Leaders of the European Union unveiled a new plan on Thursday allowing for greater military cooperation among member states. In addition to a shared defense fund, countries will be able to contribute troops for a coalition force without the approval of all the member states.
Finally, the European Union is moving toward more robust military cooperation. The fear of a military force controlled by EU bureaucrats (Eurocrats, if you will) overriding the sovereignty of member states has been a major concern for nationalist/Euroskeptic parties across Europe. On the other hand, pro-EU people have been emphasizing the need for more defense cooperation for some time, with the growing threats of Russia and terrorism being the main things on their minds.
As with anything, there is a range of groups involved in and they all had something to gain or lose. Let’s break it down.
European Union Leadership
Mutual defense cooperation is definitely a big step forward in terms of the EU’s power relative to individual countries. Perhaps the biggest feature of this deal is that it allows EU leadership to move forward with establishing and EU coalition force without needing 100% agreement from the EU, which puts a great deal more power in the hands of the larger, more dominant EU countries like Germany, France, Italy, and Spain.
Specifically, the European defense industry. The European Commission has committed to at least $1.69 billion in defense spending per year, which is expected to increase gradually until 2020. Since the equipment purchased will remain the property of the national governments, it’s kind of a no-brainer for the larger countries with room to increase their defense budget, especially with You Know Who breathing down their necks about increasing their defense spending.
Macron was a big proponent of this agreement, or one like it, since his days on the campaign trail. He’s the President, and his party just won big in French parliament, so he’s got a big fat mandate to commit some serious cash and eventually troops over the next 6-12 years. And, he doesn’t need to worry about an election for six more years, so he can really allow this thing to develop before the voters have to judge him on it. As if enough things weren’t going well for this guy, the UK’s eventual exit from the EU (or will they?) means that France is the undisputed top dog militarily, so Macron is bound to take a leader role in any future joint-EU activities.
Vladimir Putin has been makin’ eyes at Ukraine and the rest of Eastern Europe for some time now. While Ukraine is not a member of the European Union, its government has entered into an economic agreement with the EU and supposedly plans to apply for EU membership by 2020, which might be enough to warrant EU military intervention should Putin invade the rest of Ukraine. The Baltic States that are EU members – Latvia, Lithuania, Estonia – are definitely sleeping a lot better tonight knowing that they will definitely have EU support in case of an attack.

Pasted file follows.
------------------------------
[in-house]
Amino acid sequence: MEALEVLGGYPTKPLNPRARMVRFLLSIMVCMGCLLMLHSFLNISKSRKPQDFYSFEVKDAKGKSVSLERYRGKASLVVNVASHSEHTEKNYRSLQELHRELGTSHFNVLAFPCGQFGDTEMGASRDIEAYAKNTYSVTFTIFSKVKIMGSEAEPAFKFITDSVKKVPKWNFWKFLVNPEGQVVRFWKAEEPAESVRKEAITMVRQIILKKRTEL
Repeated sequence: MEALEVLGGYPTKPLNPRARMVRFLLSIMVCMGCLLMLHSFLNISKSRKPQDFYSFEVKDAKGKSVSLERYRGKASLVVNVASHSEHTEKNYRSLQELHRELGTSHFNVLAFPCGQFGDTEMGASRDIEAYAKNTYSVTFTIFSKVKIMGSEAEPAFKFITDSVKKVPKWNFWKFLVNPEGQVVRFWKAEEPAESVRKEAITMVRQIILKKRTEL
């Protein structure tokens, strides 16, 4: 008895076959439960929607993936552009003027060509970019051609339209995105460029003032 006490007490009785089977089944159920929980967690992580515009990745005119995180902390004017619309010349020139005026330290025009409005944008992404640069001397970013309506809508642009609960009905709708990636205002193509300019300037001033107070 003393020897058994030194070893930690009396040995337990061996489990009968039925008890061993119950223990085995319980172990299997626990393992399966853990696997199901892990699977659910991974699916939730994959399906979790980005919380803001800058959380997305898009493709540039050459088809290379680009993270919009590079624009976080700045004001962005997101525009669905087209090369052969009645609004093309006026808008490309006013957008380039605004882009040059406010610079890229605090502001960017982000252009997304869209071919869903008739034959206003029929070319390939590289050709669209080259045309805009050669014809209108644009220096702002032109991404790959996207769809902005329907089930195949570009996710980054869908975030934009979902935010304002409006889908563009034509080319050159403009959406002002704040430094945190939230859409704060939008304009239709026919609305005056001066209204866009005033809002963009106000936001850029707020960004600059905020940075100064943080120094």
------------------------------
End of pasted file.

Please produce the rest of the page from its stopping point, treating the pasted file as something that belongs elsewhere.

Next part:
The Nationalists and Euroskeptic Parties
Clearly, the “wave” of nationalism sweeping through Europe hasn’t swept enough to stop the EU, its main enemy, from doing whatever it wants. If you ask me, it doesn’t look like the far-right strategy of outraging most people is working very well in Europe (though in America it’s a different story). They seem to have limited electoral potential but they rarely have the chance to get into government because the other parties don’t want to sit with them. The parties will need to start bringing home results if they want to stay relevant and not get co-opted by more mainstream conservative parties.
As mentioned earlier, a more unified EU is not good news for Putin’s warmongering ambitions. There’s no way of knowing how much pressure he is under, but hearing news of protests coming out of Russia isn’t a good sign for Putin, given that he’s usually very good at suppressing news of dissent. So he probably has left wing protesters getting on him about his socially conservative policies and government corruption, and right-wing oligarchs getting on him about expanding their economic and territorial influence in Eastern Europe. He seems like he has it all together, but regimes can topple in the blink of an eye and I’m staying woke to that.
Didn’t win didn’t lose
On the one hand, Trump is going to get what he wants from these countries when they increase their defense spending. He can tout this as a diplomatic victory when it suits him, but he can’t be happy that there might be a coalition military force in Europe that’s completely without official American leadership. If there’s ever a rift in attitude toward Russia between the US and the EU, the EU will have the ability to act unilaterally against Russia even if it’s against whatever Trump’s Russian interests are. I highly doubt it will come to that anytime soon, though, and certainly not during Trump’s first term, so at the end of the day Trump probably just has some more dudes to help fight ISIS.
While this deal is certainly a political victory for Merkel, you can never be certain about a country’s initial reaction to a deal like this. It’s not that likely, but it could create a reaction that might give some steam to Euroskeptics. The bigger problem for Merkel, however, is that, since Germany’s military capabilities are constitutionally limited, this deal gives the French the chance to dominate a large aspect of EU leadership, which will be a major check on Germany’s power. The splitting of power between France and Germany is, of course, the main reason the EU exists, so while it’s inconvenient for Merkel it’s good for the world.